What You Need To Know About Winnie Harlow’s Skin Condition

Winnie Harlow — outside of her well-documented romance with Los Angeles Lakers player Kyle Kuzma – has been a power player in the modeling industry for a minute. Harlow is estimated by Celebrity Net Worth of being worth $3 million. After kickstarting her career on the Season 21 cycle of “America’s Next Top Model” in 2014, Harlow landed her first walk down the Victoria’s Secret Show runway in 2018, per Vanity Fair. Overcome with happy tears when she found out the news, Harlow told the magazine, “I always wanted the best for myself. Obviously, Victoria’s Secret is the best.” 

Despite the initial visibility “ANTM” afforded the Canadian-born model, Harlow bluntly told Andy Cohen on “Watch What Happens Live with Andy Cohen” in 2018, “I really started after the show, because that really didn’t do anything for my career… After being on the show, no one would book me and no agency would sign me because of the reality TV stigma.” Responding to a fan on Instagram about how she really launched herself into the supermodel stratosphere, she wrote (via People), “Once I realized that, I stopped talking about it and grew my work base in Europe.”

Given her remarkably high profile as both model and celebrity, curiosity has inevitably been piqued about Harlow’s unique skin complexion. Here is what you need to know about it. 

Don't define Winnie Harlow by her vitiligo

The Guardian once wrote that upon meeting model Winnie Harlow, “it would be rude not to stare at her skin.” Harlow’s unique black-and-white-toned skin is actually an autoimmune skin condition called vitiligo, which according to consultant dermatologist and British Skin Foundation ambassador Dr. Anjali Mahto (via Glamour), usually affects the most exposed parts of the body, such as the hands and face. Other prone areas, Mahto said, include “body folds such as armpits or groin area; places where the skin has been damaged such as cuts; around body openings such as eyes… and also in the areas around pigmented moles.”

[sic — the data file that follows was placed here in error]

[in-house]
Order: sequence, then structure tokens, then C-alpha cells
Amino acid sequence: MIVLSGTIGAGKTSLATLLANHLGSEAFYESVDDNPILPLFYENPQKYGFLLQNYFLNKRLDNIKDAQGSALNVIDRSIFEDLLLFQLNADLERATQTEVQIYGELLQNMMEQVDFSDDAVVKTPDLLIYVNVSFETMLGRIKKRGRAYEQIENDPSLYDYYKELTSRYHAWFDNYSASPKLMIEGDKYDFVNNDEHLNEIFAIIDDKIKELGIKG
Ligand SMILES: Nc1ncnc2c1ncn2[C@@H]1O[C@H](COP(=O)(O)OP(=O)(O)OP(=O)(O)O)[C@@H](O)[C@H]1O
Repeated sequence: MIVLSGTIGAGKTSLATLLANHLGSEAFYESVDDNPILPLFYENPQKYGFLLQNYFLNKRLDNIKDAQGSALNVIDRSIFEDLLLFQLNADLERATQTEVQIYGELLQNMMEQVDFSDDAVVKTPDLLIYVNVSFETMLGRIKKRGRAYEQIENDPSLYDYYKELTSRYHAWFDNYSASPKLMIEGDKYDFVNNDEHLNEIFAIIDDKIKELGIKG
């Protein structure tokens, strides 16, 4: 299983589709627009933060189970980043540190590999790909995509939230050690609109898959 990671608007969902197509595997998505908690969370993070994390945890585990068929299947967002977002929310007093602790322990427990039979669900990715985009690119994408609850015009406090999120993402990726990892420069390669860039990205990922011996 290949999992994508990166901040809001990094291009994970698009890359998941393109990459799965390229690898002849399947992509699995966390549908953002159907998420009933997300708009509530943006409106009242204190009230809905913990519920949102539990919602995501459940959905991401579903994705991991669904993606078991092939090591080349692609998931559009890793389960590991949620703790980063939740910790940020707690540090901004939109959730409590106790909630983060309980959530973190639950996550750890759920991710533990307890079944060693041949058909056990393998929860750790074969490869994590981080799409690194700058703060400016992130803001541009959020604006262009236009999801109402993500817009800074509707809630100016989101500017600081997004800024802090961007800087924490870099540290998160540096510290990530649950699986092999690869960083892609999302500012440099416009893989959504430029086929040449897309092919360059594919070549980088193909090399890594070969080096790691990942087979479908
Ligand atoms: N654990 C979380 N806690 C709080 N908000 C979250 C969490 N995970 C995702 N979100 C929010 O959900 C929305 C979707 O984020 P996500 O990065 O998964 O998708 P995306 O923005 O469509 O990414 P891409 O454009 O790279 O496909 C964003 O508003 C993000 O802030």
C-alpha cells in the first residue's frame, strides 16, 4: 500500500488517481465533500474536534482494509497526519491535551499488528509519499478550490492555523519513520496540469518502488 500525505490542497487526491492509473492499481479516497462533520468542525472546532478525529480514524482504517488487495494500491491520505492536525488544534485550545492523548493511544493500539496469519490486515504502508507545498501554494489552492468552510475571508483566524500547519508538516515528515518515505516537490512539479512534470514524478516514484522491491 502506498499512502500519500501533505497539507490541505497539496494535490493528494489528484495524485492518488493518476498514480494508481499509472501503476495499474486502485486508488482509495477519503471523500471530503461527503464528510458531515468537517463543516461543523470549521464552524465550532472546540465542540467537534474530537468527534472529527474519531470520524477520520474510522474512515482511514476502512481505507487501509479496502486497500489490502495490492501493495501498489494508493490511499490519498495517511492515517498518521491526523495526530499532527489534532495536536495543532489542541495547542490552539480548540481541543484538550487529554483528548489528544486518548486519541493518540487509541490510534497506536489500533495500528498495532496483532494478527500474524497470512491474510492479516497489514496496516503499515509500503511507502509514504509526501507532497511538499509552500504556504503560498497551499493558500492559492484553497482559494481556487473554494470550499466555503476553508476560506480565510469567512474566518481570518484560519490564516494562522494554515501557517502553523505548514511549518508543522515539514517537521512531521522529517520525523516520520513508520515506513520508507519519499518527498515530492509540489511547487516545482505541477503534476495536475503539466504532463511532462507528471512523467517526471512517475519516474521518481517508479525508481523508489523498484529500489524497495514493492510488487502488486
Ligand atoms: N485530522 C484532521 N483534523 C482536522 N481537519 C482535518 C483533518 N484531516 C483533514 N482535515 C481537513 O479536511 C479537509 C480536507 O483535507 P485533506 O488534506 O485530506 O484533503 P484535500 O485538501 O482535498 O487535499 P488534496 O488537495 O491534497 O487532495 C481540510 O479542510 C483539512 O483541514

Per Mahto, vitiligo’s cause remains unknown and there is little in the way of treatment and preventative measures. “Topical corticosteroids may restore some pigment to the skin,” Mahto did offer to Glamour. “There’s also phototherapy, which involves exposing the skin to artificial ultraviolet light, but this treatment isn’t suitable for all patients.” 

Cleary, Harlow won’t be requiring treatment, as embracing her unique look is part of her massive modeling career. However, she rejects the pressure of being a role model for simply embracing a part of her body. As she told ELLE Canada in 2016, “I’m not a vitiligo spokesperson just because I have vitiligo. If that inspires you, I’m proud … If you want to know about it, you can do your research. Either way, I’m not in the dictionary under ‘vitiligo.'” Very well-said.

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